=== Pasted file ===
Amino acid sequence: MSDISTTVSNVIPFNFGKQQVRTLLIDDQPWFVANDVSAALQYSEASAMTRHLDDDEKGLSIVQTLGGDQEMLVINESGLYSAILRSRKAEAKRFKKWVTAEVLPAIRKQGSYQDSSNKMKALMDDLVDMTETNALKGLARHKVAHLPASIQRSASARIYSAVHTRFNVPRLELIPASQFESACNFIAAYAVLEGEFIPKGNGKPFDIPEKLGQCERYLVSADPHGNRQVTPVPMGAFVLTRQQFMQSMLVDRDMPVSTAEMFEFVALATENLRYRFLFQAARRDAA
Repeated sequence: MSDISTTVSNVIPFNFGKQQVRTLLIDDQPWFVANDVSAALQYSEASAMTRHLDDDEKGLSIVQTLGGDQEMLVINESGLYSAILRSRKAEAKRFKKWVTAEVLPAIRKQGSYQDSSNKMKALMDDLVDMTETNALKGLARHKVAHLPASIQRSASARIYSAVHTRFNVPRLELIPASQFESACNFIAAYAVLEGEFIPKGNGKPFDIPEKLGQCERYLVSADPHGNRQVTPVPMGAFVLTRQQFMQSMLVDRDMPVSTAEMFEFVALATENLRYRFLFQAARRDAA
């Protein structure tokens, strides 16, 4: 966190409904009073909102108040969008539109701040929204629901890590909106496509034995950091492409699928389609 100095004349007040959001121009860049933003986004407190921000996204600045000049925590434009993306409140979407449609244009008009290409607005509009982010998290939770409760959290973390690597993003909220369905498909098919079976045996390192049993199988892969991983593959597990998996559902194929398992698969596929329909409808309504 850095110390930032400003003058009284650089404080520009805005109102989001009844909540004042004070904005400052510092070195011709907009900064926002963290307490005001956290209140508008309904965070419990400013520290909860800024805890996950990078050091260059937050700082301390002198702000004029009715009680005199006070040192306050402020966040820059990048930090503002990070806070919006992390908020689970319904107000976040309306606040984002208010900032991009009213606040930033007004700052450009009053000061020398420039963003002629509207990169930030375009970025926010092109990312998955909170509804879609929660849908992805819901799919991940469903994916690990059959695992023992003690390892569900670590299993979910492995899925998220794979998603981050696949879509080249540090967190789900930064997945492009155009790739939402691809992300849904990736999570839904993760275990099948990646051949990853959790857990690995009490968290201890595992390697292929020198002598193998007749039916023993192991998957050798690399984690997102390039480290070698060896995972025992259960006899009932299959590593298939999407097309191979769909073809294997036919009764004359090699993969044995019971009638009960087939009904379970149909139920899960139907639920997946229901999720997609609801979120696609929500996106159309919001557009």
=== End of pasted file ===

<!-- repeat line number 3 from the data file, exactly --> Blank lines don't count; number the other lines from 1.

């Protein structure tokens, strides 16, 4: 966190409904009073909102108040969008539109701040929204629901890590909106496509034995950091492409699928389609 100095004349007040959001121009860049933003986004407190921000996204600045000049925590434009993306409140979407449609244009008009290409607005509009982010998290939770409760959290973390690597993003909220369905498909098919079976045996390192049993199988892969991983593959597990998996559902194929398992698969596929329909409808309504 850095110390930032400003003058009284650089404080520009805005109102989001009844909540004042004070904005400052510092070195011709907009900064926002963290307490005001956290209140508008309904965070419990400013520290909860800024805890996950990078050091260059937050700082301390002198702000004029009715009680005199006070040192306050402020966040820059990048930090503002990070806070919006992390908020689970319904107000976040309306606040984002208010900032991009009213606040930033007004700052450009009053000061020398420039963003002629509207990169930030375009970025926010092109990312998955909170509804879609929660849908992805819901799919991940469903994916690990059959695992023992003690390892569900670590299993979910492995899925998220794979998603981050696949879509080249540090967190789900930064997945492009155009790739939402691809992300849904990736999570839904993760275990099948990646051949990853959790857990690995009490968290201890595992390697292929020198002598193998007749039916023993192991998957050798690399984690997102390039480290070698060896995972025992259960006899009932299959590593298939999407097309191979769909073809294997036919009764004359090699993969044995019971009638009960087939009904379970149909139920899960139907639920997946229901999720997609609801979120696609929500996106159309919001557009």